School of the Arts > Humanities > Institute Faculty

Institute Faculty

This institute offers a series of eminent scholars who are intimately familiar with slavery and its relation to the Constitution.

Eric Foner/1 day
DeWitt Clinton Professor Emeritus of History
Columbia University

Eric FonerEric Foner specializes in the Civil War and Reconstruction, slavery and 19th-century America. He is one of only two persons to serve as president of the Organization of American Historians, American Historical Association and Society of American Historians. He has also been the curator of several museum exhibitions, including the prize-winning "A House Divided: America in the Age of Lincoln," at the Chicago Historical Society. His book, The Fiery Trial: Abraham Lincoln and American Slavery won the Pulitzer, Bancroft, and Lincoln prizes for 2011. His latest book is Gateway to Freedom: The Hidden History of the Underground Railroad. Visit his faculty page at Columbia University to learn more.


Lacy K. Ford, Jr./1 day
Professor of History
University of South Carolina

Lacy FordLacy K. Ford has served as dean of the College Of Arts and Sciences at the University of South Carolina since July 2016.  Previously he served as senior vice provost and dean of graduate studies, 2010-2016. Ford is a professor of history and former chair of that department (2007-2010). His scholarly interests are the political and economic history of the American South.  Twice a National Endowment for the Humanities research fellow and once an ACLS fellow, Ford is the author most recently of Deliver Us From Evil: The Slavery Question in the Old South (2009) and reviewed in the September 20, 2009 issue of the New York Times Book Review. Deliver Us From Evil also won the 2010 Mary Lawton Hodges prize for best book on the South published in 2009.  More recently Ford has published “Henry Clay: American Commerce and the Public Option,” in The Journal of the Historical Society  (March 2013), and ”Twenty-First Century South Carolina’s Economic Development Dilemma: The Evolution of a Crisis, 1950-2014,“ in Robert Brinkmeyer, ed. Citizen Scholar: Essays in Honor of Walter Edgar (2016). Earlier in his career, Ford authored Origins of Southern Radicalism:  The South Carolina Upcountry, 1800-1860 (1988), which won the Francis B. Simkins Prize, 1988-1989, and was reviewed in The New York Review of Books by James M. McPherson. Ford is currently working on a history of Electric Cooperatives  in South Carolina in conjunction with their 75th anniversary celebration as well as on an essay tentatively titled “A Meaning of the American Civil War for the Twenty First Century: A Post-Cold War Reflection.” Visit his faculty page at the University of South Carolina to learn more.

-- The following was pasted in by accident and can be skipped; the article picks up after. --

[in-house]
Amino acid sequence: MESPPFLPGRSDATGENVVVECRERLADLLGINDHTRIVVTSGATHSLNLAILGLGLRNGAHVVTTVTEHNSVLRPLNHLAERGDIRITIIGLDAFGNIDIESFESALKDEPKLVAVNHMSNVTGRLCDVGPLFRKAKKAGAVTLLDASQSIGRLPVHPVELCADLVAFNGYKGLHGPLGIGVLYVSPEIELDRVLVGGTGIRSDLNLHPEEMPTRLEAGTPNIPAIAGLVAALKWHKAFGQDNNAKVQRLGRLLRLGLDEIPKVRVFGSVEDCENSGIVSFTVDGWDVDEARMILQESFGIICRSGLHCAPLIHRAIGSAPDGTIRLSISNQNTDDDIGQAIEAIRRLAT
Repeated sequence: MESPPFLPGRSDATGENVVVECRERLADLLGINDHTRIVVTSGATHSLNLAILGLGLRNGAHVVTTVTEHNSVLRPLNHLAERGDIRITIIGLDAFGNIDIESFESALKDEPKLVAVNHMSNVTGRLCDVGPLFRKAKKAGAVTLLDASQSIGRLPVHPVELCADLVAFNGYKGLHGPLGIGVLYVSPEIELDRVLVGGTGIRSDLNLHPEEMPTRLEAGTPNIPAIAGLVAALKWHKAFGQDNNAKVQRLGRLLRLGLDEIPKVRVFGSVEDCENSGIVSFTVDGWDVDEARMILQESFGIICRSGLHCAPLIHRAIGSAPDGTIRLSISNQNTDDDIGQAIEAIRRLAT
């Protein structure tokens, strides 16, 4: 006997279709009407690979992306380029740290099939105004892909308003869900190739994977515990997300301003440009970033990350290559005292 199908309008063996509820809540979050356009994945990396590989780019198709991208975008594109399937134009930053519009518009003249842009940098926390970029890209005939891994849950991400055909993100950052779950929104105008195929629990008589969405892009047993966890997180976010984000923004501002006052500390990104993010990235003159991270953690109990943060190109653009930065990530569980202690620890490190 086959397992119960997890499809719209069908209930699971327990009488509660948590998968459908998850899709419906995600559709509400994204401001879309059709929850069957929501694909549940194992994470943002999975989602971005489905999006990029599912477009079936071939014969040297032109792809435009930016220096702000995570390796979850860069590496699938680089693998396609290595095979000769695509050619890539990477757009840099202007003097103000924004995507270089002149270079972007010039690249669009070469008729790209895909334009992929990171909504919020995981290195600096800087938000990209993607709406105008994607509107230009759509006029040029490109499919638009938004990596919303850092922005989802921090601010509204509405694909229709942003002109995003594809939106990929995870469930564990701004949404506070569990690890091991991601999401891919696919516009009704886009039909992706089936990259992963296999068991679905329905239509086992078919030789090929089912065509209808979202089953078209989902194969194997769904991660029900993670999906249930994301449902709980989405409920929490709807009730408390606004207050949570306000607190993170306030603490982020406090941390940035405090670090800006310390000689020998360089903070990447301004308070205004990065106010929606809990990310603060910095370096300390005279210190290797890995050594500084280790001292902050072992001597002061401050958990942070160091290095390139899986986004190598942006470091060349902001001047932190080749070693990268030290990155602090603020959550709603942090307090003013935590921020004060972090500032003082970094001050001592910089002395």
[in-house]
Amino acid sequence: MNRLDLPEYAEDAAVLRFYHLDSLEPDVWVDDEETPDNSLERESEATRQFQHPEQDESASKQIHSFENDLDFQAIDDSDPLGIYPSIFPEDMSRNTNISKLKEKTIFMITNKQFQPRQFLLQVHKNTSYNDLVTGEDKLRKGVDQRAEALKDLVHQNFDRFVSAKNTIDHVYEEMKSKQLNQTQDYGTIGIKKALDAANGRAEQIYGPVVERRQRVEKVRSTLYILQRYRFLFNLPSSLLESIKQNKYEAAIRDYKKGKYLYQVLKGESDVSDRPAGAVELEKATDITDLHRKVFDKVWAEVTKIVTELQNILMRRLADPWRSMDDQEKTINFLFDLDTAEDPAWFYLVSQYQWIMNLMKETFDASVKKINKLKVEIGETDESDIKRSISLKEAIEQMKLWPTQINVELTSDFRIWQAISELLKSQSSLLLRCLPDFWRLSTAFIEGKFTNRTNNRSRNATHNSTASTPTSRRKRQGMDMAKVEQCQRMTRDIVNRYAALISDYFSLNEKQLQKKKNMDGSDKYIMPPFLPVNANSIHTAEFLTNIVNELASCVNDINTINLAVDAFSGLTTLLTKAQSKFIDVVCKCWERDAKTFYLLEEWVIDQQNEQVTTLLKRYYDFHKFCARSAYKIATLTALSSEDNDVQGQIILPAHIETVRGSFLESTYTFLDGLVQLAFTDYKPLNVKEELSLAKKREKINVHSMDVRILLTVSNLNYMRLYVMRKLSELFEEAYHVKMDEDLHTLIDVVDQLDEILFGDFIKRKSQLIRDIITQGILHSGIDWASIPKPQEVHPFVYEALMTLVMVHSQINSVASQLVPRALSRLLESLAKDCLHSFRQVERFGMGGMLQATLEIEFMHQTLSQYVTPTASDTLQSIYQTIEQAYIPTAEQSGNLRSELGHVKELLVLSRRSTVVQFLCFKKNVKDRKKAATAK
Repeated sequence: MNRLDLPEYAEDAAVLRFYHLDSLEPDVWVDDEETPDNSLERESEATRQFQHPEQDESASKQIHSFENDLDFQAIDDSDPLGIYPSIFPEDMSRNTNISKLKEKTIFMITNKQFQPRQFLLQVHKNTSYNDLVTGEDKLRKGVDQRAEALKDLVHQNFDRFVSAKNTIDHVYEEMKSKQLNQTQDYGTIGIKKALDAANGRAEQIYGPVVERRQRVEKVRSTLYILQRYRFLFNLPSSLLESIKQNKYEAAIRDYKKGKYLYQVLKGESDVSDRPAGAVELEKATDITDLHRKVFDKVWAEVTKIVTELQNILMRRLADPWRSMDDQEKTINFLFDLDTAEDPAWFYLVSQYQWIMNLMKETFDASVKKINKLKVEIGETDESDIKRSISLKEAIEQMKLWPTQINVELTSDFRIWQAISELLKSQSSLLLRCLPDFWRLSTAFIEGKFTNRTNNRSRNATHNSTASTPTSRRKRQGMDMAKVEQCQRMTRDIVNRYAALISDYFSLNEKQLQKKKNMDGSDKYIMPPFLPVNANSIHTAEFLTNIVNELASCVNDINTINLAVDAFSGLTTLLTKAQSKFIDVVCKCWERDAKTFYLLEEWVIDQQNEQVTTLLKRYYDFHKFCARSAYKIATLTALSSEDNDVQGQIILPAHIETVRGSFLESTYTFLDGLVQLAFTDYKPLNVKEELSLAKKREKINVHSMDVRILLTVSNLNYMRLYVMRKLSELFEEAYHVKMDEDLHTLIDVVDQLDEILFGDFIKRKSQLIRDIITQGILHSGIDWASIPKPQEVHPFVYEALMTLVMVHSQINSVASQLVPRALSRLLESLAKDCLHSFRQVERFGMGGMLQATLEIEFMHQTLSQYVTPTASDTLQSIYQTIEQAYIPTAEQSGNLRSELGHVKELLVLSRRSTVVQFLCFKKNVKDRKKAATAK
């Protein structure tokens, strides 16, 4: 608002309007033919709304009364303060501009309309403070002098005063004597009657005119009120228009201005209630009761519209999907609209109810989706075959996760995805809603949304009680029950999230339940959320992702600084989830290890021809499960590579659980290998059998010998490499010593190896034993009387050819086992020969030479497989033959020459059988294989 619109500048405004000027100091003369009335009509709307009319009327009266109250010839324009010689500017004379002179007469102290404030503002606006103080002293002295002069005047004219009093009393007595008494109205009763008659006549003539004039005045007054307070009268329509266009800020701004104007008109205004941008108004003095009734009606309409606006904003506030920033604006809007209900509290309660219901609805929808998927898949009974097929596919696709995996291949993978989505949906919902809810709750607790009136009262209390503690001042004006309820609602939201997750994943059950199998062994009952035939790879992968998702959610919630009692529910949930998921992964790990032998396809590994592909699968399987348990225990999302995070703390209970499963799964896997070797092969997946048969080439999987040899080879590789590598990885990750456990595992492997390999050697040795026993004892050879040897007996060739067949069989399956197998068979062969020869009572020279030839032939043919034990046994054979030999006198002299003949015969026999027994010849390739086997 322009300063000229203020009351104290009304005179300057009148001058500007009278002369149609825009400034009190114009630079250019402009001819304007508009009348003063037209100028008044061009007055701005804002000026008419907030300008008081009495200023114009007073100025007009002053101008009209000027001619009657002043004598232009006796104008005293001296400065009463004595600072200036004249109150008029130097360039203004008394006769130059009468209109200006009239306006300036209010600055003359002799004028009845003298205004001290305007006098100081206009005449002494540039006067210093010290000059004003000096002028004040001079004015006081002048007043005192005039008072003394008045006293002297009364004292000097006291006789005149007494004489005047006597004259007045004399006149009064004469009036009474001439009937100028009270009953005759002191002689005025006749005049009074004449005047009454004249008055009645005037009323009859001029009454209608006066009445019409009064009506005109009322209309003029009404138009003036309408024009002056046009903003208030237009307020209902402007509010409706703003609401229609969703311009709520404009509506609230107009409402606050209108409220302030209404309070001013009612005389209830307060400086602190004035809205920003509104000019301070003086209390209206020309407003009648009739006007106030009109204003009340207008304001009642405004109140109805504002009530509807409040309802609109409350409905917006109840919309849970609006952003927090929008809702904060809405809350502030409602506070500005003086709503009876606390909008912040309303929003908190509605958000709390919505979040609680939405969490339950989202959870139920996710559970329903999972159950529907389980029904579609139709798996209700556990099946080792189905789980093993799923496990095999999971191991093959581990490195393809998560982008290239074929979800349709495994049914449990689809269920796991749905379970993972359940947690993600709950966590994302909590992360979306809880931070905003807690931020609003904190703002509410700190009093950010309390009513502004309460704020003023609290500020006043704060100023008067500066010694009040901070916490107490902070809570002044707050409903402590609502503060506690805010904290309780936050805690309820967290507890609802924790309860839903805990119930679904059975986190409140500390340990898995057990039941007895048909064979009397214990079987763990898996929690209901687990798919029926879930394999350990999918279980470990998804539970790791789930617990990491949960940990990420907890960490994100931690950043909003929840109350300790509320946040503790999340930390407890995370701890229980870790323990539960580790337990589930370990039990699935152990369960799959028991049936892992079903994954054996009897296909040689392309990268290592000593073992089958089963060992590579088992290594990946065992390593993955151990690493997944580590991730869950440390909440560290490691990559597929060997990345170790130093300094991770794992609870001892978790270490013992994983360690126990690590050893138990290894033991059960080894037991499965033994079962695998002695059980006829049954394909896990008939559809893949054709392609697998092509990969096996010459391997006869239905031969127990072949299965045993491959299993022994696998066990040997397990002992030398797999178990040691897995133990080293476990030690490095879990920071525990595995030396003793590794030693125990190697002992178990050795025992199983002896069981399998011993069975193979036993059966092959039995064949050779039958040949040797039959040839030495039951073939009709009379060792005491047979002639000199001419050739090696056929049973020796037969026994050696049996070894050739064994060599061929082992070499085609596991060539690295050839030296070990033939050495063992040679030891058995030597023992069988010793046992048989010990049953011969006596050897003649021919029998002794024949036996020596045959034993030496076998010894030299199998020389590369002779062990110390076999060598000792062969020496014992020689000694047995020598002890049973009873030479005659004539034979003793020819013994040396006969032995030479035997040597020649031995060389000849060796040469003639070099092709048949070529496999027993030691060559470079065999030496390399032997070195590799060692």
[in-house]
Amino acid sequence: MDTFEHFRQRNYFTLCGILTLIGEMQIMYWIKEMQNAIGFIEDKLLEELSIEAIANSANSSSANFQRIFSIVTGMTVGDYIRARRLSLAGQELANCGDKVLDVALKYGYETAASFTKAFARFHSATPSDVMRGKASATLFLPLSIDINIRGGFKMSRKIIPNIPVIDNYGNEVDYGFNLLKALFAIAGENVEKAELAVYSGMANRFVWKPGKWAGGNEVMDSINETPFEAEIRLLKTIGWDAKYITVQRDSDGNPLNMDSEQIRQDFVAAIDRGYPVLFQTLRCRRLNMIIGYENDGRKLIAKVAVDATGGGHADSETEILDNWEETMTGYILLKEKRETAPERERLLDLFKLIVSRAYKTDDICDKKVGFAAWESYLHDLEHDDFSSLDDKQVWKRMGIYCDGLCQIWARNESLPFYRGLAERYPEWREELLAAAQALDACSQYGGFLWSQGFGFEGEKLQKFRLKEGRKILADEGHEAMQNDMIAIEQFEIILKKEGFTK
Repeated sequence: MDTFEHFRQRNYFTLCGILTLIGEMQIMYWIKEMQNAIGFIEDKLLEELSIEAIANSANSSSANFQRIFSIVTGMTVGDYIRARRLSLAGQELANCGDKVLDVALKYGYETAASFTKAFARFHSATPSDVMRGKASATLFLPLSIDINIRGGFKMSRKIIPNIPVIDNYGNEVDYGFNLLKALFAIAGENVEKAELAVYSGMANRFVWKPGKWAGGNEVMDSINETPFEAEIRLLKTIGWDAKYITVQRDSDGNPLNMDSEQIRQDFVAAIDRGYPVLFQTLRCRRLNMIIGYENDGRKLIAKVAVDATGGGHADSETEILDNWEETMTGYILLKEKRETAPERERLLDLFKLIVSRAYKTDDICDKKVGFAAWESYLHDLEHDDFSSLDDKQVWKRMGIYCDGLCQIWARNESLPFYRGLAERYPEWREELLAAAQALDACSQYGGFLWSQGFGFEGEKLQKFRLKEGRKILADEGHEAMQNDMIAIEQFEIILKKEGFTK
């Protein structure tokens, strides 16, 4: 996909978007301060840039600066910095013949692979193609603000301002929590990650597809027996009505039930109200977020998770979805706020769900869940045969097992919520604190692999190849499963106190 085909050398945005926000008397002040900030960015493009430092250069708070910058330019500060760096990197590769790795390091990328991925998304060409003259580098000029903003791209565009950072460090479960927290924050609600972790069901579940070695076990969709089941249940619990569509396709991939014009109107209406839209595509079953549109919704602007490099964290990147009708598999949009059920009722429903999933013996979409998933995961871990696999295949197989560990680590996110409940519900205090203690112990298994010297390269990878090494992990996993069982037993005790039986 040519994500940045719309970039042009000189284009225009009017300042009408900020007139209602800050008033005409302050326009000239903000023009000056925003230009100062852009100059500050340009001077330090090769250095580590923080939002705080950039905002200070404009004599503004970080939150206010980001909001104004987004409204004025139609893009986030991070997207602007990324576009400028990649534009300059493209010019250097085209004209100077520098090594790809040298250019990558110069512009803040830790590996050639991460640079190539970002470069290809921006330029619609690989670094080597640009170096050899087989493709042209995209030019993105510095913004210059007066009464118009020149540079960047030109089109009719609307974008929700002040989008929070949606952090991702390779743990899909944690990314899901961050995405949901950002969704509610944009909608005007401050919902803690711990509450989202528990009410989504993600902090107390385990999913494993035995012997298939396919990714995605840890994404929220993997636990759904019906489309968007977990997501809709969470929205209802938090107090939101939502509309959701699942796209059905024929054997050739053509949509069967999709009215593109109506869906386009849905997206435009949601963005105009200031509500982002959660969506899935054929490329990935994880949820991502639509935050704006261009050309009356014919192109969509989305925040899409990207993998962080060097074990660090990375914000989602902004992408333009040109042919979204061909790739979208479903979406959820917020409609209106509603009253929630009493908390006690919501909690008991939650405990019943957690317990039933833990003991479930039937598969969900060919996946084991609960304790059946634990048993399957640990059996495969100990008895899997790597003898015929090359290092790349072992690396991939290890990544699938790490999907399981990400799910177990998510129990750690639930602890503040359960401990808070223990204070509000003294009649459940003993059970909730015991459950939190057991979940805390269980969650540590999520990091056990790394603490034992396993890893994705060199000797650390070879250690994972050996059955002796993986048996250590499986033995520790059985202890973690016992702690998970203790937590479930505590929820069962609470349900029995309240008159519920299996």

Jenny Bourne/1 day
Professor of Incentive Economics
Carleton College

Jenny BourneJenny Bourne has previously held positions at St. Olaf College, George Mason University, and the U.S. Treasury Department. She has published in the areas of American economic history, demography, tax policy and law. Her book on the economics of slave law was published by Cambridge University Press; her book on the economic history of the Grange movement was published in January 2017 by Ohio University Press. Her current research includes an analysis of wealth concentration and returns to capital across wealth groups, an investigation of taxes paid across wealth groups, the effects of the Civil War on the postbellum economy, and the impact of Civil-War finance on financial and governmental institutions. She is a member of the Statistics of Income Consultants’ Panel at the Internal Revenue Service and she served on the Tax Expenditure Review Study Group for the State of Minnesota (2010-11). She teaches courses in labor economics, law and economics, American economic history, economics of race, public finance, price theory and microeconomic principles. Visit her faculty profile at Carleton College to learn more.


Spencer Crew/1 day
Robinson Professor of History
George Mason University